“”Her contribution to the team goes way beyond her swimming ability,”” McGihon said. “”Her leadership is what is going to be missed most next year.””

    Wong, too, was highly involved in the leadership of the athletic community at UCSD as president of the Triton Athletic Council this past year. In the water, Wong had a difficult and variable swimming career. During her freshman and sophomore years, her primary events were the 200-yard individual medley and the 100-yard backstroke. Her sophomore year brought a shoulder injury that impeded her improvement. In the last two years, she changed her focus and started to swim the 100- and 200-yard freestyle most often. McGihon said that Wong’s greatest strength was her ability to perform well in a team setting.

    “”One thing about Samantha was you could always count on her in a relay,”” he said.

    Wong had three school records in the 400- and 800-yard freestyle relays and in the 400 medley relay.

    The supportive friendships that they formed with other members of the team seemed to be most important to both women. Watanabe thanked Wong for “”being there”” for her throughout the past four years. Both expressed regret that they will be leaving so many close friends when they stop swimming after this year.

    Watanabe has completed her four years of sports eligibility, but she will remain at UCSD for one more year to finish her double major in math and computer science. Wong will graduate as an interdisciplinary computing and arts major with a management science minor in June.

    Emily Quon, a psychology major, participated on the diving team for two years. She excelled on the one-meter board, but was strong on the three-meter board as well.

    According to diving coach Jessica Pilger, one of Quon’s greatest traits was perseverance. If she had a poor entrance on a dive and smacked the water, she would get back up and try again. Pilger also said that Quon was “”a great person to coach.””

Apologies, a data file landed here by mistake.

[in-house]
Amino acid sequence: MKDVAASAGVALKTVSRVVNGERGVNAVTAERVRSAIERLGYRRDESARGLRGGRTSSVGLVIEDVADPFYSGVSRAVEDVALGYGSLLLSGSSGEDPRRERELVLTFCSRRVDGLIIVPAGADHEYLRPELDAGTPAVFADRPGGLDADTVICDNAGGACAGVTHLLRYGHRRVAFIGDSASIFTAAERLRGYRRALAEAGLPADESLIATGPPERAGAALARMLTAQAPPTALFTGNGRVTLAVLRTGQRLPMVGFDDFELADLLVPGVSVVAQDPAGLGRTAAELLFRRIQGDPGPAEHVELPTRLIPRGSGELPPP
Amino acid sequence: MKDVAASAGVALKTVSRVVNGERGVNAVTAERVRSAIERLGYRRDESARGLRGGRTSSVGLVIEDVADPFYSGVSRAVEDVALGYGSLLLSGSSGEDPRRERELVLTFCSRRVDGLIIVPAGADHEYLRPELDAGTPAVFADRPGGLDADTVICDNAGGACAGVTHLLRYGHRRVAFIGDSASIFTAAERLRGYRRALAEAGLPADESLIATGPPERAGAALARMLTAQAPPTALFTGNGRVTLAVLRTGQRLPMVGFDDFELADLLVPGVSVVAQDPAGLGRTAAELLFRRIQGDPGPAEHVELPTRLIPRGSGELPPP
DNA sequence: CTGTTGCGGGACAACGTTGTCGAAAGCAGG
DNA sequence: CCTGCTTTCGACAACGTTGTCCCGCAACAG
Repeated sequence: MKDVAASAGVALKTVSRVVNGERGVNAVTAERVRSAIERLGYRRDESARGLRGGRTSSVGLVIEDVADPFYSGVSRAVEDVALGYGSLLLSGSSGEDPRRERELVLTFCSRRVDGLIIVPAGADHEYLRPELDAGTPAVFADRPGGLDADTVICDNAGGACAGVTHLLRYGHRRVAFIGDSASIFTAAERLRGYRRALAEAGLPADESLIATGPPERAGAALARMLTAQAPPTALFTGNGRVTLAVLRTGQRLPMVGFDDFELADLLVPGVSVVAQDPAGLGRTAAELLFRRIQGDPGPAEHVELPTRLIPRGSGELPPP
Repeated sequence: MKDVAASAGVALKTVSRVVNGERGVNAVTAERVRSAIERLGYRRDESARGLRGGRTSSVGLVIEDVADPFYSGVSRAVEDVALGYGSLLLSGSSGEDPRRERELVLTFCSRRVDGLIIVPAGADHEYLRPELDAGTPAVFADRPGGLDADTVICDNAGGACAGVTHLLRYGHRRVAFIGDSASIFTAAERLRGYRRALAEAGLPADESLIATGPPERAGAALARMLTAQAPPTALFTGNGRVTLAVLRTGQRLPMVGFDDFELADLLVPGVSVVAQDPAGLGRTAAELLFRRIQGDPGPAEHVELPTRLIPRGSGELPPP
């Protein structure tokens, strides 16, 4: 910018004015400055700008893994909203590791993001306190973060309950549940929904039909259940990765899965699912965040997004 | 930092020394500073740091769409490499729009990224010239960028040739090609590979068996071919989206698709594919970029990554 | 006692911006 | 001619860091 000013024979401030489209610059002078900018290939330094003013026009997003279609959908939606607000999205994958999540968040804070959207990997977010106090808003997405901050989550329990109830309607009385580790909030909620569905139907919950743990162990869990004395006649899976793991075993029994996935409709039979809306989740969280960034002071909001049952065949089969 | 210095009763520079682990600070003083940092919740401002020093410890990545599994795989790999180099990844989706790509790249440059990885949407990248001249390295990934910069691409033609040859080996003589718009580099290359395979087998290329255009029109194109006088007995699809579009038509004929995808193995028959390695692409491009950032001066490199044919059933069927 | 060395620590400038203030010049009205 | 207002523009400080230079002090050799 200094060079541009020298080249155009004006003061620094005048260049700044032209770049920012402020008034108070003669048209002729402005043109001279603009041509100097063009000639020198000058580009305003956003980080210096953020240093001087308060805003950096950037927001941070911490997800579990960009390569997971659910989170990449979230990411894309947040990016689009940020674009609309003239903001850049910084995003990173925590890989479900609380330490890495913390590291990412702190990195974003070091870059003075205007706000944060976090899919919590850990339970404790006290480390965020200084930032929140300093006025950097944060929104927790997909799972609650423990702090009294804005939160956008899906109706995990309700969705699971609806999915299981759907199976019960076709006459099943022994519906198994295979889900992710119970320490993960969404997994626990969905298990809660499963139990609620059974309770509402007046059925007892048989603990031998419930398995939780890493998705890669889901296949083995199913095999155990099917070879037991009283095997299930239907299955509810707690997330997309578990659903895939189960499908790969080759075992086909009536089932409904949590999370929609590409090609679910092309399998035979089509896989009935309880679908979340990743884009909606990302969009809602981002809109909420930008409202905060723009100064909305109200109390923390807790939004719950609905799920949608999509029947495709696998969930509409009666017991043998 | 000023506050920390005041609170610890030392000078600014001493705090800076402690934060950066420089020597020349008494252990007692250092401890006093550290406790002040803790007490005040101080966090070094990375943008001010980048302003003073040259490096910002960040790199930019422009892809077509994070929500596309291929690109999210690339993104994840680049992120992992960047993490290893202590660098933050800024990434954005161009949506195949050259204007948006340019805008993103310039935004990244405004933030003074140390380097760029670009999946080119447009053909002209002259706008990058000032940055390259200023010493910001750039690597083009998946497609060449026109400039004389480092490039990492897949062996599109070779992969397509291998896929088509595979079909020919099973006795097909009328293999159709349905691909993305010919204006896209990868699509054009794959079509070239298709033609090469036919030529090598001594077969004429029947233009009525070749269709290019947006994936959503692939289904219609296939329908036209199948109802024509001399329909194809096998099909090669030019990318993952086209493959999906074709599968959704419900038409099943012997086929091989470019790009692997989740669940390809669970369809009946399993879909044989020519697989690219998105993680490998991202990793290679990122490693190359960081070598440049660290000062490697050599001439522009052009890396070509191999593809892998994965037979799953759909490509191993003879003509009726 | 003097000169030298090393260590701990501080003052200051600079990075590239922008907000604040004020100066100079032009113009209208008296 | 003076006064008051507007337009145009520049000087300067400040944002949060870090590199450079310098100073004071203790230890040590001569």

Entire team participation and group activities made diving more enjoyable for Quon.

    “”Meets that were the funnest were the ones when the whole team was there,”” she said.

    Quon also said that when she leaves, she will miss the other divers, who she has grown close to over the past two years.

    All the graduates from the swimming team remarked on the camaraderie between the swimmers. Unlike other sports or schools where the men’s and the women’s teams are entirely separate, the UCSD men and women built strong bonds of friendship during their shared workouts. Several graduates said that their experience on the team was like being part of a close-knit family.

    “”You always had time to be with your teammates,”” Wong said. “”You eat, you sleep, you swim — it’s a big cycle and you all just kind of do it together.””

    Brammer spoke passionately about the things that he misses since he has stopped swimming.

    “”I miss how you feel when you finish a really hard workout and your whole body is sore,”” Brammer said. “”I miss going home and just passing out from being so tired. I miss being with people so much that you are more like siblings than just friends. I miss seeing people do amazing things in practice when you wouldn’t expect it. Most of all, I miss the mental struggle that would go on every day at practice during a hard set when you want to just stop and throw up, but — for some reason — you don’t.””